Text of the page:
A knot or curl of hair; a ringlet. Fair tresses man's imperial race insnare. Pope.


  1. Having tresses.
  2. Curled; formed into ringlets. Spenser.


In heraldry, a kind of border.

TRES'TLE, n. [tres'l; Fr. trêteau, for tresteau; W. três, a trace, a chain, a stretch, labor; tresiaw, to labor, that is, to strain; trestyl, a strainer, a trestle. This root occurs in stress and distress.]

  1. The frame of a table. [Qu. D. driestal, a three-legged stool.]
  2. A movable form for supporting any thing.
  3. In bridges, a frame consisting of two posts with a head or cross beam and braces, on which rest the string-pieces. [This is the use of the word in New England. It is vulgarly pronounced trussel or trussl.] Trestle-trees, in a ship, are two strong bars of timber, fixed horizontally on the opposite sides of the lower mast-heat to support the frame of the top and the top-mast. Mar. Dict.

TRET, n. [probably from L. tritus, tero, to wear.]

In commerce, an allowance to purchasers, for waste or refuse matter, of four per cent. on the weight of commodities. It is said this allowance is nearly discontinued. Cyc.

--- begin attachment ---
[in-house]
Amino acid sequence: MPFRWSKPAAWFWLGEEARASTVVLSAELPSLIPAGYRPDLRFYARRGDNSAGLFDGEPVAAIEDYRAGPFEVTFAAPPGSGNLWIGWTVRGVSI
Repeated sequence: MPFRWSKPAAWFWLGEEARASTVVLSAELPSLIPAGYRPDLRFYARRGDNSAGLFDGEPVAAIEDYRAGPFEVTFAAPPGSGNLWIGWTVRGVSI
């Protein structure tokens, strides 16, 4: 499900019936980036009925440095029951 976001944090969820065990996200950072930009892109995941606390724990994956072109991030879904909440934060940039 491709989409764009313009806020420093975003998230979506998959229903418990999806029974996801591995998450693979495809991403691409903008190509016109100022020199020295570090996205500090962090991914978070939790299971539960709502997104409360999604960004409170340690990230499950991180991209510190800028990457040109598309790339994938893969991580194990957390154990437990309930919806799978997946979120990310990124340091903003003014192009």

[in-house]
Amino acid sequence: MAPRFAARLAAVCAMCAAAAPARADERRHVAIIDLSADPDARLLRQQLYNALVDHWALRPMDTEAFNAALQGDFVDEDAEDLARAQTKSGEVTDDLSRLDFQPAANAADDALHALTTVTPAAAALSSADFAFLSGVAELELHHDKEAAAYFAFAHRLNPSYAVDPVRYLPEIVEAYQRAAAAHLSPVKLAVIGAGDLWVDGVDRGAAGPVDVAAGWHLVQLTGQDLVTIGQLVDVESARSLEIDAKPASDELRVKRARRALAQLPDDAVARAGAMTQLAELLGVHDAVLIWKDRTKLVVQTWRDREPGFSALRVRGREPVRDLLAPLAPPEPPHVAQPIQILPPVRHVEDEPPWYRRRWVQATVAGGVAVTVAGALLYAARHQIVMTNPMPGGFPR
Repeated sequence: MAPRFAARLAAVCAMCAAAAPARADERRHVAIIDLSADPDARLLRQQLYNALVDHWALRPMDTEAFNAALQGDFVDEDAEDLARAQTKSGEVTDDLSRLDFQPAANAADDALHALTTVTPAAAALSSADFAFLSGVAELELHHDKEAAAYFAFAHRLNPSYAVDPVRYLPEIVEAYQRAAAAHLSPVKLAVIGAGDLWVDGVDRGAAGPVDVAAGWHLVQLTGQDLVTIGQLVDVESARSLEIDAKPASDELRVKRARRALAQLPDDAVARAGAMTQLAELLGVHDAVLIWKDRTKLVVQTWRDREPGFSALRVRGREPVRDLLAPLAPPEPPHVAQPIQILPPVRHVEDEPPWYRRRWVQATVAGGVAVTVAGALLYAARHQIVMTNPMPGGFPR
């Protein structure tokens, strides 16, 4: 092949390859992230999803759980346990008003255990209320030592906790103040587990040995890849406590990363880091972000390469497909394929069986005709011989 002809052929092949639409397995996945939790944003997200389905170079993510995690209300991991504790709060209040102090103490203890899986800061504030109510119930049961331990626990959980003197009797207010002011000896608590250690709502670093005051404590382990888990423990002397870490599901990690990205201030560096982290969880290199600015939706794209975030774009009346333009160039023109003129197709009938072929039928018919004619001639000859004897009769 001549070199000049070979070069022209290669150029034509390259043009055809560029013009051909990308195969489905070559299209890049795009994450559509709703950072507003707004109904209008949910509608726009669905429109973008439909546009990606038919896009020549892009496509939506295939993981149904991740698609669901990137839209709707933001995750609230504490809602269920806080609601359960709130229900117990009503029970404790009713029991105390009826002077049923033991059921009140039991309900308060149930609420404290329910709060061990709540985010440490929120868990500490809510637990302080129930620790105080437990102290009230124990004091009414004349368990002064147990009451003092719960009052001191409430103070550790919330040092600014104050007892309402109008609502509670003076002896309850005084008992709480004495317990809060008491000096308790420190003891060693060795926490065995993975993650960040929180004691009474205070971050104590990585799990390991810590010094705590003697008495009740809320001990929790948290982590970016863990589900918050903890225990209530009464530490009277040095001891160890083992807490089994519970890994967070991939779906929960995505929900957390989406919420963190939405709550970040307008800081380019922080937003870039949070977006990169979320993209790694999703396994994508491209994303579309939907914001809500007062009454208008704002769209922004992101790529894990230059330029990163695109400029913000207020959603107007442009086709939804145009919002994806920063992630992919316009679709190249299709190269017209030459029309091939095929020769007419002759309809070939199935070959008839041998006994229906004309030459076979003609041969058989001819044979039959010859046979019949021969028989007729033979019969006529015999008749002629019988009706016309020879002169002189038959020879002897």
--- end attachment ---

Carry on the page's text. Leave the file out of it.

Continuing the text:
TRETH'INGS, n. [W. trêth, a tax; trethu, to tax.]

Taxes; imposts. [I know not where used. It is unknown, I believe, in the United States.]

TREV'ET, n. [three-feet, tripod; Fr. trepied.]

A stool or other thing that is supported by three legs.

TREY, n. [L. tres, Eng. three, Fr. trois.]

A three at cards; a card of three spots. Shak.

TRI, a.

A prefix in words of Greek and Latin origin, signifies three, from Gr. τρεις.

TRI'A-BLE, a. [from try.]

  1. That may be tried; that may be subjected to trial or test. Boyle.
  2. That may undergo a judicial examination; that may properly come under the cognizance of a court. A cause may be triable before one court, which is not triable in another. In England, testamentary causes are triable in the ecclesiastical courts.]


The state of being triable.

TRI-A-CON-TA-HE'DRAL, a. [Gr. τριακοντα, thirty, and εδρα, side.]

Having thirty sides. In mineralogy, bounded by thirty rhombs. Cleaveland.

TRI'A-CON-TER, n. [Gr. τριακοντηρης.]

In ancient Greece, a vessel of thirty oars. Mitford.

TRI'AD, n. [L. trias, from tres, three.]

The union of three; three united. In music, the common chord or harmony, consisting of the third, fifth, and eighth. Busby.

TRI'AL, n. [from try.]

  1. Any effort or exertion of strength for the purpose of ascertaining its effect, or what can be done. A man tries to lift a stone, and on trial finds he is not able. A team attempts to draw a load, and after unsuccessful trial, the attempt is relinquished.